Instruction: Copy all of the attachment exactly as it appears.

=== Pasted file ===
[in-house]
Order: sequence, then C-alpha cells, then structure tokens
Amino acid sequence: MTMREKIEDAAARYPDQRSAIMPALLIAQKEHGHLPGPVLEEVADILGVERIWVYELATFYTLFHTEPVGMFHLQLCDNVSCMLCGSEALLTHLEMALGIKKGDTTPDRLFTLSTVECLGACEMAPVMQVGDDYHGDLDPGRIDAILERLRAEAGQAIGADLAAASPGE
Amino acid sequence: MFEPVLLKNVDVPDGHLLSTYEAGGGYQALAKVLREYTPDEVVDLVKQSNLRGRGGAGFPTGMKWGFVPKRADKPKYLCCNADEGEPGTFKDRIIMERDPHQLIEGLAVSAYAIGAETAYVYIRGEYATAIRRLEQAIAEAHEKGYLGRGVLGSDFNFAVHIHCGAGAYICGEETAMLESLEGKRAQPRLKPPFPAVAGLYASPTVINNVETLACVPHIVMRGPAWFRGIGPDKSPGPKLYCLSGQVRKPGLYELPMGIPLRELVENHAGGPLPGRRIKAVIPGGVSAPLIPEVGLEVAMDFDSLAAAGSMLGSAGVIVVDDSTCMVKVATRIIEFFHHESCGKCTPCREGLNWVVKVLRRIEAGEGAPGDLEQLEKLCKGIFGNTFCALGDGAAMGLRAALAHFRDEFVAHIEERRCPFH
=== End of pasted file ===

[in-house]
Order: sequence, then C-alpha cells, then structure tokens
Amino acid sequence: MTMREKIEDAAARYPDQRSAIMPALLIAQKEHGHLPGPVLEEVADILGVERIWVYELATFYTLFHTEPVGMFHLQLCDNVSCMLCGSEALLTHLEMALGIKKGDTTPDRLFTLSTVECLGACEMAPVMQVGDDYHGDLDPGRIDAILERLRAEAGQAIGADLAAASPGE
Amino acid sequence: MFEPVLLKNVDVPDGHLLSTYEAGGGYQALAKVLREYTPDEVVDLVKQSNLRGRGGAGFPTGMKWGFVPKRADKPKYLCCNADEGEPGTFKDRIIMERDPHQLIEGLAVSAYAIGAETAYVYIRGEYATAIRRLEQAIAEAHEKGYLGRGVLGSDFNFAVHIHCGAGAYICGEETAMLESLEGKRAQPRLKPPFPAVAGLYASPTVINNVETLACVPHIVMRGPAWFRGIGPDKSPGPKLYCLSGQVRKPGLYELPMGIPLRELVENHAGGPLPGRRIKAVIPGGVSAPLIPEVGLEVAMDFDSLAAAGSMLGSAGVIVVDDSTCMVKVATRIIEFFHHESCGKCTPCREGLNWVVKVLRRIEAGEGAPGDLEQLEKLCKGIFGNTFCALGDGAAMGLRAALAHFRDEFVAHIEERRCPFH